Hampton Creek targeted by USDA-controlled egg industry program

Michele Simon, Cross-posted from Eat Drink Politics

Hundreds of pages of disclosed communications from the American Egg Board reveal a coordinated two-year plan to undermine and attack Hampton Creek, the San Francisco-based food company, seen as a “threat” and “major crisis” to the egg industry.

AmericanEggBoard egg

Potential legal violations uncovered in secret PR effort to damage egg-free competitor

One of the most important ways that industrial animal agriculture promotes its products is through Congressionally-mandated “checkoff” programs. Each industry member pays into a collective fund that is controlled and managed by the U.S. Department of Agriculture. The American Egg Board is the egg industry’s checkoff program. Very specific rules govern how it operates, all supposedly overseen by the USDA. The Egg Board’s stated mission (which stems from federal law) is “to allow egg producers to fund to carry out proactive programs to increase demand for eggs and egg products through research, education and promotion.”

And yet, USDA’s recent response to a Freedom of Information Act request reveals a number of highly questionable activities that likely violate federal law. The documents (summarized here) are mostly email exchanges between Egg Board executives and others in the egg industry, or with PR consultants, and reveal a disturbing pattern of attacks on Hampton Creek over a two-year period from 2013-2014. (There’s no indication that the campaign has stopped.)

As I documented last fall, Hampton Creek’s early success has touched a nerve in the industrial food industry. These documents show that the lawsuit by Unilever over the start-up’s Just Mayo product was child’s play compared to the Egg Board’s activities. Below is a summary of the most egregious communications.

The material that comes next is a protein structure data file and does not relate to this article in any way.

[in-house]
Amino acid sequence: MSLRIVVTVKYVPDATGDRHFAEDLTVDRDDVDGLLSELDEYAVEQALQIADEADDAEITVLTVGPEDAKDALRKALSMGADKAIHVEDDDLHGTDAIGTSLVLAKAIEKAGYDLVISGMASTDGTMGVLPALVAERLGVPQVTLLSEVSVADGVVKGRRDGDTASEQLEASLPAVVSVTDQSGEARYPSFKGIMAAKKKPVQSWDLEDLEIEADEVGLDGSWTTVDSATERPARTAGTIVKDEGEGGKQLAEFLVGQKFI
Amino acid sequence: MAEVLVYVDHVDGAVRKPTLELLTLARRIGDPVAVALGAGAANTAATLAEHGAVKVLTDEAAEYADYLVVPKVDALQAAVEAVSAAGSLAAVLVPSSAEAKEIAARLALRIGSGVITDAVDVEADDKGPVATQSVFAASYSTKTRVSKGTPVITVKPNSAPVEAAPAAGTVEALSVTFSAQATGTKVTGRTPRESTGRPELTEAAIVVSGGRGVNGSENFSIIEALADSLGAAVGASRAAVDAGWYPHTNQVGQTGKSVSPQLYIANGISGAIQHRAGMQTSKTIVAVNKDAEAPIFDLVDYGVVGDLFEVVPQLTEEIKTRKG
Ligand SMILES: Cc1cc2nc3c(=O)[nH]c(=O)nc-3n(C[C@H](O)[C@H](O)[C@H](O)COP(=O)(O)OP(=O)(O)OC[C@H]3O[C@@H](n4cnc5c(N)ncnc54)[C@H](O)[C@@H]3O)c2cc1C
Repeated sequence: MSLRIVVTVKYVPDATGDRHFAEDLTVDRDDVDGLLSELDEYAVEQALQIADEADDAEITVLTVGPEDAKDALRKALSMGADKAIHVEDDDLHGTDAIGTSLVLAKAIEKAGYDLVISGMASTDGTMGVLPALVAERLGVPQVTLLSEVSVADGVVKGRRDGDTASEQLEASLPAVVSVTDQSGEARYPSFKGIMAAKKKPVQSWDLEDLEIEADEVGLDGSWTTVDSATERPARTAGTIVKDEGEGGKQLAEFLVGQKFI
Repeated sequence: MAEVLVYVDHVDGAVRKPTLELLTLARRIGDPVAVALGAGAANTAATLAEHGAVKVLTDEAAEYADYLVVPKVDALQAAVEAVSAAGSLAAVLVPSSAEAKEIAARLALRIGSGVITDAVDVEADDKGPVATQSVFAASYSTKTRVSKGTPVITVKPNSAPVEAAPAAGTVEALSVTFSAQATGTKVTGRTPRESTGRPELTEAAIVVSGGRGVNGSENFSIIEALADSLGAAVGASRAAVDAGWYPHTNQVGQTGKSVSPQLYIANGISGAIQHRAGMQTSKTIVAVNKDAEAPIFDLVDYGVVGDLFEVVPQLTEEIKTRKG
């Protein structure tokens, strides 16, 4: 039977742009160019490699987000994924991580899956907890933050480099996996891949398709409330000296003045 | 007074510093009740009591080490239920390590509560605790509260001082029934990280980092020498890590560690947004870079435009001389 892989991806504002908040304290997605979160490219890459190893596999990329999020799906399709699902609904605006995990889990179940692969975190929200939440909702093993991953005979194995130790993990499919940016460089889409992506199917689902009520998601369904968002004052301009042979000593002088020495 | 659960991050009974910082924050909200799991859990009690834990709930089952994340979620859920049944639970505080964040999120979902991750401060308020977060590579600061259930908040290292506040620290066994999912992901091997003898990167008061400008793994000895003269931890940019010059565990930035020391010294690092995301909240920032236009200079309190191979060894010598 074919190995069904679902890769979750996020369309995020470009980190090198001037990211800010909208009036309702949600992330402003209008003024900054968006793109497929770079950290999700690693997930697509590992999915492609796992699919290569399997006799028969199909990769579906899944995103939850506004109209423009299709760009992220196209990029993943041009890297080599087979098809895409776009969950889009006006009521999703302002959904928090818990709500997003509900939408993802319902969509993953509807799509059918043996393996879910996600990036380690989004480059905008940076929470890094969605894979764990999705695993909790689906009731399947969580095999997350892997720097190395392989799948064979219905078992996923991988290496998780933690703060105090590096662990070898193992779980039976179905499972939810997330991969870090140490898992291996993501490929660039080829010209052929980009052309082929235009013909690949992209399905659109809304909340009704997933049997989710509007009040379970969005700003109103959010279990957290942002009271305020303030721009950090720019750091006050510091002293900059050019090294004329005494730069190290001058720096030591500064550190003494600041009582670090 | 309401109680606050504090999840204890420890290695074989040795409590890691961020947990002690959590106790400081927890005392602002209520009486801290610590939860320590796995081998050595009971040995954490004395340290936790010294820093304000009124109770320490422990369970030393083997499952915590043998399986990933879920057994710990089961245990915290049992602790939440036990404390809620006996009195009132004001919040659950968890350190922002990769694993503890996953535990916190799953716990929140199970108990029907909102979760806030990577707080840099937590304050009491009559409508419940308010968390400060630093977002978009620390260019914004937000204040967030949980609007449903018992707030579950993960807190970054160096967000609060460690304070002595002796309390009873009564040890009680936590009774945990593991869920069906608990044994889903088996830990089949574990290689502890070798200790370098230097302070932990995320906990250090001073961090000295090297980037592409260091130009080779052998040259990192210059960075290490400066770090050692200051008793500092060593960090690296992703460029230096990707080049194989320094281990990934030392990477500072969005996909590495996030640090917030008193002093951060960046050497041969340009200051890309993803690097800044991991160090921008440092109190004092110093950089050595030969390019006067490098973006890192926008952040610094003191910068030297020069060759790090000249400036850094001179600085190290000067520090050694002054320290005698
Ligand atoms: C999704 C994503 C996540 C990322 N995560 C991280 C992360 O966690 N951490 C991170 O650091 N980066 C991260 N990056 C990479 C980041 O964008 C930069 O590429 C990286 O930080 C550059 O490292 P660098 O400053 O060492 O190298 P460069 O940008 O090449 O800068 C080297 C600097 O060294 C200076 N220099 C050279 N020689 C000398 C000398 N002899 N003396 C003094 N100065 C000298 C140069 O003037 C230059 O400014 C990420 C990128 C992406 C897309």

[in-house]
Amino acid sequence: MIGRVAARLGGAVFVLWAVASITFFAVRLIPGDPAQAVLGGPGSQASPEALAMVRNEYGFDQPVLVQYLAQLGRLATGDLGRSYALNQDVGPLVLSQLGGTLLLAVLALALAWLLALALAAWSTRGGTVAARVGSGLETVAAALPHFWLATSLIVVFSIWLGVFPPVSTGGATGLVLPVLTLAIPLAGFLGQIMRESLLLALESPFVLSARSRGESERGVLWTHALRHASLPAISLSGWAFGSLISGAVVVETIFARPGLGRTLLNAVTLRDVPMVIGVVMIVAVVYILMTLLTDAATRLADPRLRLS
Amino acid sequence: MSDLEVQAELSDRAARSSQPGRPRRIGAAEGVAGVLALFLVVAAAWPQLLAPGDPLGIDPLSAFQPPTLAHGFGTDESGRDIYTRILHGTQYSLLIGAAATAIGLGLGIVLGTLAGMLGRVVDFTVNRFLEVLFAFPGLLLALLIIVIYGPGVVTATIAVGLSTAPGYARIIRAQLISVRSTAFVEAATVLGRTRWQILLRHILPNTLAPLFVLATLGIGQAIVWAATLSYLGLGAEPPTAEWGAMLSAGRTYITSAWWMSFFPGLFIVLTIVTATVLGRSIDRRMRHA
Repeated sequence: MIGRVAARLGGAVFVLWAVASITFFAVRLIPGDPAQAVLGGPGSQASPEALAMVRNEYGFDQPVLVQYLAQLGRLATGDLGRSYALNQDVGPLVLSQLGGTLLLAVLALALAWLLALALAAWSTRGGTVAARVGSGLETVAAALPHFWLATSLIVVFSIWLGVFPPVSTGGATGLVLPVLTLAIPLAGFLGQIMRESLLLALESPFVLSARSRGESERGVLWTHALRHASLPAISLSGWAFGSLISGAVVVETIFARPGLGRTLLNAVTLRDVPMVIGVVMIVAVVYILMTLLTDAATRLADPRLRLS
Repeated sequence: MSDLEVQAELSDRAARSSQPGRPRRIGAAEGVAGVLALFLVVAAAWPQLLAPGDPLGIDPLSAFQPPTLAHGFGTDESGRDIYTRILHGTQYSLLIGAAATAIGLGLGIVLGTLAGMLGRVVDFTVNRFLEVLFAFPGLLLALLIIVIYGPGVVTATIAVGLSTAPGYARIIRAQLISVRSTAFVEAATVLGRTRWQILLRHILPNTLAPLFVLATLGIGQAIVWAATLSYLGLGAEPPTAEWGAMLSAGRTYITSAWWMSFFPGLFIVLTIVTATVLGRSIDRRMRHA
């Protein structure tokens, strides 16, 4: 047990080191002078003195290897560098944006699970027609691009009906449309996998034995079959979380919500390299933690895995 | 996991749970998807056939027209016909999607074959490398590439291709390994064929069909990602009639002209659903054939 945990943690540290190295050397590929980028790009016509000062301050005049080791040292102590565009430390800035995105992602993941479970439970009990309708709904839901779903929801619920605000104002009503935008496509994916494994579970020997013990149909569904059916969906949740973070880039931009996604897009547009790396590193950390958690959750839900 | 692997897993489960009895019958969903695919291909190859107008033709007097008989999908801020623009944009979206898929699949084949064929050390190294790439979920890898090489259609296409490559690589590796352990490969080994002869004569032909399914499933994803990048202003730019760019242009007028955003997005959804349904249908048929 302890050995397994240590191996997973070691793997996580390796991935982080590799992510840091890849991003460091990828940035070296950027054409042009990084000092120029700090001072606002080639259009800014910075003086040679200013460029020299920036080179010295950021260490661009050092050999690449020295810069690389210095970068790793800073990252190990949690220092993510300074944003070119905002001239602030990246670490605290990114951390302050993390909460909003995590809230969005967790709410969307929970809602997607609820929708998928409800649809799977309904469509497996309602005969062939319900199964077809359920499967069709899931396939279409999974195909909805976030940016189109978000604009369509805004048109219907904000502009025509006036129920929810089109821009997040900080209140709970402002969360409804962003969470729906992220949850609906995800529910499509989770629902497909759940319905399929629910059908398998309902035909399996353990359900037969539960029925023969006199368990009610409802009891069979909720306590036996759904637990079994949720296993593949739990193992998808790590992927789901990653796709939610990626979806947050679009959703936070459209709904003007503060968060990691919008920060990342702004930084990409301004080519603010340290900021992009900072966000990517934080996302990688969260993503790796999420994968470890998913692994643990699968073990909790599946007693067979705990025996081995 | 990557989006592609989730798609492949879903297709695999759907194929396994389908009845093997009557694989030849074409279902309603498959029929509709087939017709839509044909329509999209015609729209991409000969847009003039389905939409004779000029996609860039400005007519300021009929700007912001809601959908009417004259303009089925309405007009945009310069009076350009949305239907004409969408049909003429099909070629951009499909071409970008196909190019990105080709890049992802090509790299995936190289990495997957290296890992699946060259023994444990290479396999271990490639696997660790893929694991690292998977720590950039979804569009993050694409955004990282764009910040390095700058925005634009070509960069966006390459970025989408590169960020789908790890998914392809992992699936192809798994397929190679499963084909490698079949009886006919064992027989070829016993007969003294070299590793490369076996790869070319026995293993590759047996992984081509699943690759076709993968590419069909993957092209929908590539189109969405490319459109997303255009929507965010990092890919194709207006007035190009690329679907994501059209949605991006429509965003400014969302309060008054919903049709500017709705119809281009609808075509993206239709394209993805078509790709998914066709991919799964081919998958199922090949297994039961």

Engaging in inappropriate and possibly illegal activities

Checkoff programs like the Egg Board are legally required to stay within the boundaries of advertising, promotion, consumer education, and research. Specifically not allowed are lobbying activities. The statute says that no funds shall “be used for the purpose of influencing government policy or action”.

However, several email exchanges indicate this provision was violated. For example, one Egg Board executive asks Roger Glasshoff, USDA’s National Supervisor of Shell Eggs (now retired) how to make a complaint to the Food and Drug Administration regarding Just Mayo’s labeling. This Egg Board exec asked: “I just saw this label for Just Mayo, a non-egg mayo, and they claim to be “non-GMO.” If FDA doesn’t permit this language, who can we alert regarding this “violation”? And USDA’s Glasshoff replies: “I would forward the information to the FDA District Office responsible for the location where the product was marketed.” He goes on to opine about non-GMO labeling.

It’s highly inappropriate and likely illegal for a USDA staff person to be coaching the Egg Board on how to complain to FDA about Hampton Creek. Moreover, the Egg Board is simply not allowed to even make such a complaint. That explains why, in another email exchange, an Egg Board executive suggests that the United Egg Producers (the private egg industry lobbying group) take up that charge instead.

Read the full story here.


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